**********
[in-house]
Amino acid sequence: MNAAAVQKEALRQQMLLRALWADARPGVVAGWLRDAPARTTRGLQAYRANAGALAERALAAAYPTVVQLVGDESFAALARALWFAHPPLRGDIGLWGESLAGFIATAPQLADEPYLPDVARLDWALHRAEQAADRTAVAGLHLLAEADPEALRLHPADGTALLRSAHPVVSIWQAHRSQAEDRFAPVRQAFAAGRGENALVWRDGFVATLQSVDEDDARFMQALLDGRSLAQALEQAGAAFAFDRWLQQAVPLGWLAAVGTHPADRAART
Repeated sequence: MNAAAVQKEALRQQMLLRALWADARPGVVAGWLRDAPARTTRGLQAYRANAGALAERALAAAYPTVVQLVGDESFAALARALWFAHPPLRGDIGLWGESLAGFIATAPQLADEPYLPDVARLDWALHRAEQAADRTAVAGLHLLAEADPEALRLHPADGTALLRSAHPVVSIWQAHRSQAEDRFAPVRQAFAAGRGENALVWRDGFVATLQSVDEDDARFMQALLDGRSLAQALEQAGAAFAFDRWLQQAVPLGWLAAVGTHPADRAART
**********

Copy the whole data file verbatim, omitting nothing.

[in-house]
Amino acid sequence: MNAAAVQKEALRQQMLLRALWADARPGVVAGWLRDAPARTTRGLQAYRANAGALAERALAAAYPTVVQLVGDESFAALARALWFAHPPLRGDIGLWGESLAGFIATAPQLADEPYLPDVARLDWALHRAEQAADRTAVAGLHLLAEADPEALRLHPADGTALLRSAHPVVSIWQAHRSQAEDRFAPVRQAFAAGRGENALVWRDGFVATLQSVDEDDARFMQALLDGRSLAQALEQAGAAFAFDRWLQQAVPLGWLAAVGTHPADRAART
Repeated sequence: MNAAAVQKEALRQQMLLRALWADARPGVVAGWLRDAPARTTRGLQAYRANAGALAERALAAAYPTVVQLVGDESFAALARALWFAHPPLRGDIGLWGESLAGFIATAPQLADEPYLPDVARLDWALHRAEQAADRTAVAGLHLLAEADPEALRLHPADGTALLRSAHPVVSIWQAHRSQAEDRFAPVRQAFAAGRGENALVWRDGFVATLQSVDEDDARFMQALLDGRSLAQALEQAGAAFAFDRWLQQAVPLGWLAAVGTHPADRAART